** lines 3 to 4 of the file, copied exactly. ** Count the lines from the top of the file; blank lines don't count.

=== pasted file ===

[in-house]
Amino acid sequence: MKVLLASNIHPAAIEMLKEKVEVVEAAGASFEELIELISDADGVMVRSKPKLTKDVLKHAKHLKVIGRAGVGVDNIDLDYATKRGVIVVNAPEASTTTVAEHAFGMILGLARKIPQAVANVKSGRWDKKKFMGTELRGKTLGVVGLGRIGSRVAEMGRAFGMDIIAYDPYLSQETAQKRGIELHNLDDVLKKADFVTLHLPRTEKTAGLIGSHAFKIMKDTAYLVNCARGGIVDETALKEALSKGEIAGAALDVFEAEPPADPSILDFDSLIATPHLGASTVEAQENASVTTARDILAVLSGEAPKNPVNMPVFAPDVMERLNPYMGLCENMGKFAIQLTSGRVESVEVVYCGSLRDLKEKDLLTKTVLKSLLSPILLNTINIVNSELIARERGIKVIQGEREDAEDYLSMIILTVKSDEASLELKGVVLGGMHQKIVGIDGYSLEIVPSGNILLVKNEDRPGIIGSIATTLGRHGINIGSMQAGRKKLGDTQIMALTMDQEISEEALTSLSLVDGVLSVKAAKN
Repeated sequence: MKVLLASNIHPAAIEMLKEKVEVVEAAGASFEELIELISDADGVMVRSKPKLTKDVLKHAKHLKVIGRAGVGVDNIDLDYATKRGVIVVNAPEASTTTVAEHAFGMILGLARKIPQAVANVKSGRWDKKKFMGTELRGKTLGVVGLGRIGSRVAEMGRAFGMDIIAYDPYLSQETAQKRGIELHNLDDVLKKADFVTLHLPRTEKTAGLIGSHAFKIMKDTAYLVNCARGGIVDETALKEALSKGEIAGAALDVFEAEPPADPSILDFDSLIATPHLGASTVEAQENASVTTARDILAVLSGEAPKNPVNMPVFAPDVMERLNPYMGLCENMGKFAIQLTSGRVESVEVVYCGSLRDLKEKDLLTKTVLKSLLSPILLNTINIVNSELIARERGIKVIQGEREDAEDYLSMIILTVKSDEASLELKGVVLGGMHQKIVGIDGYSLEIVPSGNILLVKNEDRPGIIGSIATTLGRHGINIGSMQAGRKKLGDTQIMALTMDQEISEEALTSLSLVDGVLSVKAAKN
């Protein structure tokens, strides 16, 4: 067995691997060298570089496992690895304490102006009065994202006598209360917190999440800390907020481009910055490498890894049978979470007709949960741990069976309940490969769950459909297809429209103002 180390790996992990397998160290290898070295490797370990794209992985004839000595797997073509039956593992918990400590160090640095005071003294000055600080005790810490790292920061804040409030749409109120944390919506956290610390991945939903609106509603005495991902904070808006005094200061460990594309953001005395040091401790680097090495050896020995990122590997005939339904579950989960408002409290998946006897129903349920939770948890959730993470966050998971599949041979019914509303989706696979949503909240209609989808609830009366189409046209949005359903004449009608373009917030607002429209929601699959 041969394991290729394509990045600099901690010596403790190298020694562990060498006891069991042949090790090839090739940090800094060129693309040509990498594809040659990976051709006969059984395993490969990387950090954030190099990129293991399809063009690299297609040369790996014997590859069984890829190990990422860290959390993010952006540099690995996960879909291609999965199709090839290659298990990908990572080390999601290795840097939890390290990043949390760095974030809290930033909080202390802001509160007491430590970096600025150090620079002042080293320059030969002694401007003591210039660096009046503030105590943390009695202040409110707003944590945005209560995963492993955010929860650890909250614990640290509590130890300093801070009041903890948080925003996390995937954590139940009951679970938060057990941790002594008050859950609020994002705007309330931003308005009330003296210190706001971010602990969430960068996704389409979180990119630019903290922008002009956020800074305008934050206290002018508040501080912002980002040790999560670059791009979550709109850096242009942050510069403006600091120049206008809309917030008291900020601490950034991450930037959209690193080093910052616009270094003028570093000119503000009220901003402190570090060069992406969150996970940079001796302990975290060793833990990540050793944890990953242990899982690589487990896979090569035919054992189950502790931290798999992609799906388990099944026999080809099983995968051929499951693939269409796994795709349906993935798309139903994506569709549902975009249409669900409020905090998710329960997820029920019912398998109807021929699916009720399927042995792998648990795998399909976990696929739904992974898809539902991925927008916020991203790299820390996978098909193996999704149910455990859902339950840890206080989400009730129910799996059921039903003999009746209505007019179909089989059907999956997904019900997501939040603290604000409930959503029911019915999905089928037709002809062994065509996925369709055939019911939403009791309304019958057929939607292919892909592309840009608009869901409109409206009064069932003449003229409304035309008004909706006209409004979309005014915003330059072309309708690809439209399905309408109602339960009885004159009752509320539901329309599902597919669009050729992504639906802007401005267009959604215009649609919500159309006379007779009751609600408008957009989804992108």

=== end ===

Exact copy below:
Repeated sequence: MKVLLASNIHPAAIEMLKEKVEVVEAAGASFEELIELISDADGVMVRSKPKLTKDVLKHAKHLKVIGRAGVGVDNIDLDYATKRGVIVVNAPEASTTTVAEHAFGMILGLARKIPQAVANVKSGRWDKKKFMGTELRGKTLGVVGLGRIGSRVAEMGRAFGMDIIAYDPYLSQETAQKRGIELHNLDDVLKKADFVTLHLPRTEKTAGLIGSHAFKIMKDTAYLVNCARGGIVDETALKEALSKGEIAGAALDVFEAEPPADPSILDFDSLIATPHLGASTVEAQENASVTTARDILAVLSGEAPKNPVNMPVFAPDVMERLNPYMGLCENMGKFAIQLTSGRVESVEVVYCGSLRDLKEKDLLTKTVLKSLLSPILLNTINIVNSELIARERGIKVIQGEREDAEDYLSMIILTVKSDEASLELKGVVLGGMHQKIVGIDGYSLEIVPSGNILLVKNEDRPGIIGSIATTLGRHGINIGSMQAGRKKLGDTQIMALTMDQEISEEALTSLSLVDGVLSVKAAKN
């Protein structure tokens, strides 16, 4: 067995691997060298570089496992690895304490102006009065994202006598209360917190999440800390907020481009910055490498890894049978979470007709949960741990069976309940490969769950459909297809429209103002 180390790996992990397998160290290898070295490797370990794209992985004839000595797997073509039956593992918990400590160090640095005071003294000055600080005790810490790292920061804040409030749409109120944390919506956290610390991945939903609106509603005495991902904070808006005094200061460990594309953001005395040091401790680097090495050896020995990122590997005939339904579950989960408002409290998946006897129903349920939770948890959730993470966050998971599949041979019914509303989706696979949503909240209609989808609830009366189409046209949005359903004449009608373009917030607002429209929601699959 041969394991290729394509990045600099901690010596403790190298020694562990060498006891069991042949090790090839090739940090800094060129693309040509990498594809040659990976051709006969059984395993490969990387950090954030190099990129293991399809063009690299297609040369790996014997590859069984890829190990990422860290959390993010952006540099690995996960879909291609999965199709090839290659298990990908990572080390999601290795840097939890390290990043949390760095974030809290930033909080202390802001509160007491430590970096600025150090620079002042080293320059030969002694401007003591210039660096009046503030105590943390009695202040409110707003944590945005209560995963492993955010929860650890909250614990640290509590130890300093801070009041903890948080925003996390995937954590139940009951679970938060057990941790002594008050859950609020994002705007309330931003308005009330003296210190706001971010602990969430960068996704389409979180990119630019903290922008002009956020800074305008934050206290002018508040501080912002980002040790999560670059791009979550709109850096242009942050510069403006600091120049206008809309917030008291900020601490950034991450930037959209690193080093910052616009270094003028570093000119503000009220901003402190570090060069992406969150996970940079001796302990975290060793833990990540050793944890990953242990899982690589487990896979090569035919054992189950502790931290798999992609799906388990099944026999080809099983995968051929499951693939269409796994795709349906993935798309139903994506569709549902975009249409669900409020905090998710329960997820029920019912398998109807021929699916009720399927042995792998648990795998399909976990696929739904992974898809539902991925927008916020991203790299820390996978098909193996999704149910455990859902339950840890206080989400009730129910799996059921039903003999009746209505007019179909089989059907999956997904019900997501939040603290604000409930959503029911019915999905089928037709002809062994065509996925369709055939019911939403009791309304019958057929939607292919892909592309840009608009869901409109409206009064069932003449003229409304035309008004909706006209409004979309005014915003330059072309309708690809439209399905309408109602339960009885004159009752509320539901329309599902597919669009050729992504639906802007401005267009959604215009649609919500159309006379007779009751609600408008957009989804992108």